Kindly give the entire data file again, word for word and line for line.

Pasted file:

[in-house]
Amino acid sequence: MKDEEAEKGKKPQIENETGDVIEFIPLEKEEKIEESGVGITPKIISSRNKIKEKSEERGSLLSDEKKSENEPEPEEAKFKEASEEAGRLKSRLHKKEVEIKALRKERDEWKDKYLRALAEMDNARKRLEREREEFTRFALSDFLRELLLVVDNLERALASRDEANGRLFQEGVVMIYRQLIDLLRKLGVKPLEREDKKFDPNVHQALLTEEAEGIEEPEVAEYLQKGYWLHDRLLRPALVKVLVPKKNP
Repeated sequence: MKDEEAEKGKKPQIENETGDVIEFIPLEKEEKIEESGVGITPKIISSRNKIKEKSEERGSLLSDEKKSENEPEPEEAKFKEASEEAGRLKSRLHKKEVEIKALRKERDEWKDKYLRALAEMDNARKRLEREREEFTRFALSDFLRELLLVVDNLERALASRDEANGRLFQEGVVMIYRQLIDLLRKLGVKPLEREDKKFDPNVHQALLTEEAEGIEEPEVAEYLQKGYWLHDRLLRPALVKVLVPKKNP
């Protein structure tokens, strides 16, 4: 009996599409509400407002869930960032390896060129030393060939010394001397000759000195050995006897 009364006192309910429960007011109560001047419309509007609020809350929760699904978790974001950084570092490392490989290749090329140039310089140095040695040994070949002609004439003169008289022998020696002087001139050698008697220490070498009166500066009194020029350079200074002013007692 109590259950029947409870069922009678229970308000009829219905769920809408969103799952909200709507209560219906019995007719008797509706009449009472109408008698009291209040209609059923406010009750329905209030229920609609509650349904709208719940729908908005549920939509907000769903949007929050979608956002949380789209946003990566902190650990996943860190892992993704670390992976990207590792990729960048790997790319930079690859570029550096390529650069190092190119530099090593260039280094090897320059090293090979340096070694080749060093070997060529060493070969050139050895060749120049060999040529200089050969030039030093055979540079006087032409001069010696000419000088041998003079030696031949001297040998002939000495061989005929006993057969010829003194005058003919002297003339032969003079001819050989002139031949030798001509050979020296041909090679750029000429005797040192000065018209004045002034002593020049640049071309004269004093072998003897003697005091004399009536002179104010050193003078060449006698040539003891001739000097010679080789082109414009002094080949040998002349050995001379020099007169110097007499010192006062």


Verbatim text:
[in-house]
Amino acid sequence: MKDEEAEKGKKPQIENETGDVIEFIPLEKEEKIEESGVGITPKIISSRNKIKEKSEERGSLLSDEKKSENEPEPEEAKFKEASEEAGRLKSRLHKKEVEIKALRKERDEWKDKYLRALAEMDNARKRLEREREEFTRFALSDFLRELLLVVDNLERALASRDEANGRLFQEGVVMIYRQLIDLLRKLGVKPLEREDKKFDPNVHQALLTEEAEGIEEPEVAEYLQKGYWLHDRLLRPALVKVLVPKKNP
Repeated sequence: MKDEEAEKGKKPQIENETGDVIEFIPLEKEEKIEESGVGITPKIISSRNKIKEKSEERGSLLSDEKKSENEPEPEEAKFKEASEEAGRLKSRLHKKEVEIKALRKERDEWKDKYLRALAEMDNARKRLEREREEFTRFALSDFLRELLLVVDNLERALASRDEANGRLFQEGVVMIYRQLIDLLRKLGVKPLEREDKKFDPNVHQALLTEEAEGIEEPEVAEYLQKGYWLHDRLLRPALVKVLVPKKNP
């Protein structure tokens, strides 16, 4: 009996599409509400407002869930960032390896060129030393060939010394001397000759000195050995006897 009364006192309910429960007011109560001047419309509007609020809350929760699904978790974001950084570092490392490989290749090329140039310089140095040695040994070949002609004439003169008289022998020696002087001139050698008697220490070498009166500066009194020029350079200074002013007692 109590259950029947409870069922009678229970308000009829219905769920809408969103799952909200709507209560219906019995007719008797509706009449009472109408008698009291209040209609059923406010009750329905209030229920609609509650349904709208719940729908908005549920939509907000769903949007929050979608956002949380789209946003990566902190650990996943860190892992993704670390992976990207590792990729960048790997790319930079690859570029550096390529650069190092190119530099090593260039280094090897320059090293090979340096070694080749060093070997060529060493070969050139050895060749120049060999040529200089050969030039030093055979540079006087032409001069010696000419000088041998003079030696031949001297040998002939000495061989005929006993057969010829003194005058003919002297003339032969003079001819050989002139031949030798001509050979020296041909090679750029000429005797040192000065018209004045002034002593020049640049071309004269004093072998003897003697005091004399009536002179104010050193003078060449006698040539003891001739000097010679080789082109414009002094080949040998002349050995001379020099007169110097007499010192006062």